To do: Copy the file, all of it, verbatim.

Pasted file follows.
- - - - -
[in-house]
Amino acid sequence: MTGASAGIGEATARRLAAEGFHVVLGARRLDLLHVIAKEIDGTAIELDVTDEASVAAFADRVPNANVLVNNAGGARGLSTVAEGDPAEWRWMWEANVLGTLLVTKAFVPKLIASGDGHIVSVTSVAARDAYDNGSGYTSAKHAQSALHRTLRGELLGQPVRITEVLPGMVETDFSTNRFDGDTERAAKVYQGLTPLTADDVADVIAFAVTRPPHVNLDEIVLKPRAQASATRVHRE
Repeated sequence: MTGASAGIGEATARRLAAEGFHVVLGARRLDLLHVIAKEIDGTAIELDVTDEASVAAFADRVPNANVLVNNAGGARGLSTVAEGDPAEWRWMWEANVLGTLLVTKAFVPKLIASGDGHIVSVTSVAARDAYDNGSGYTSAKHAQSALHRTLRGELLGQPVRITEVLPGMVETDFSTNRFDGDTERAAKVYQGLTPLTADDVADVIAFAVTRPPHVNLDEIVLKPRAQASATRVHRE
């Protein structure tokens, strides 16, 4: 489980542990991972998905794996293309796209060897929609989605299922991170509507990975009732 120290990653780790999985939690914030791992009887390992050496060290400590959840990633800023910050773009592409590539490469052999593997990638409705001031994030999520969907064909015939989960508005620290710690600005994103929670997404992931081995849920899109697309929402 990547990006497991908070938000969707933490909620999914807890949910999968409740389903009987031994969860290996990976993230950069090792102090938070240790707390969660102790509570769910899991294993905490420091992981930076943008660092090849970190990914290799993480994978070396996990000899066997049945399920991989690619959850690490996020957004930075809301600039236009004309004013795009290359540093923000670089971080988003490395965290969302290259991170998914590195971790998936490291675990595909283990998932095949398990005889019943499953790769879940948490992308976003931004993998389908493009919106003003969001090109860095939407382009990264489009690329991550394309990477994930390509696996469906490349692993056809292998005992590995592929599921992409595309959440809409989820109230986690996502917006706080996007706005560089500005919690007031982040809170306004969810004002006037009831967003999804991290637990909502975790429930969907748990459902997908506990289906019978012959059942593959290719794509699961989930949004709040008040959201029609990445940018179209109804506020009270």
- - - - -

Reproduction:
[in-house]
Amino acid sequence: MTGASAGIGEATARRLAAEGFHVVLGARRLDLLHVIAKEIDGTAIELDVTDEASVAAFADRVPNANVLVNNAGGARGLSTVAEGDPAEWRWMWEANVLGTLLVTKAFVPKLIASGDGHIVSVTSVAARDAYDNGSGYTSAKHAQSALHRTLRGELLGQPVRITEVLPGMVETDFSTNRFDGDTERAAKVYQGLTPLTADDVADVIAFAVTRPPHVNLDEIVLKPRAQASATRVHRE
Repeated sequence: MTGASAGIGEATARRLAAEGFHVVLGARRLDLLHVIAKEIDGTAIELDVTDEASVAAFADRVPNANVLVNNAGGARGLSTVAEGDPAEWRWMWEANVLGTLLVTKAFVPKLIASGDGHIVSVTSVAARDAYDNGSGYTSAKHAQSALHRTLRGELLGQPVRITEVLPGMVETDFSTNRFDGDTERAAKVYQGLTPLTADDVADVIAFAVTRPPHVNLDEIVLKPRAQASATRVHRE
């Protein structure tokens, strides 16, 4: 489980542990991972998905794996293309796209060897929609989605299922991170509507990975009732 120290990653780790999985939690914030791992009887390992050496060290400590959840990633800023910050773009592409590539490469052999593997990638409705001031994030999520969907064909015939989960508005620290710690600005994103929670997404992931081995849920899109697309929402 990547990006497991908070938000969707933490909620999914807890949910999968409740389903009987031994969860290996990976993230950069090792102090938070240790707390969660102790509570769910899991294993905490420091992981930076943008660092090849970190990914290799993480994978070396996990000899066997049945399920991989690619959850690490996020957004930075809301600039236009004309004013795009290359540093923000670089971080988003490395965290969302290259991170998914590195971790998936490291675990595909283990998932095949398990005889019943499953790769879940948490992308976003931004993998389908493009919106003003969001090109860095939407382009990264489009690329991550394309990477994930390509696996469906490349692993056809292998005992590995592929599921992409595309959440809409989820109230986690996502917006706080996007706005560089500005919690007031982040809170306004969810004002006037009831967003999804991290637990909502975790429930969907748990459902997908506990289906019978012959059942593959290719794509699961989930949004709040008040959201029609990445940018179209109804506020009270």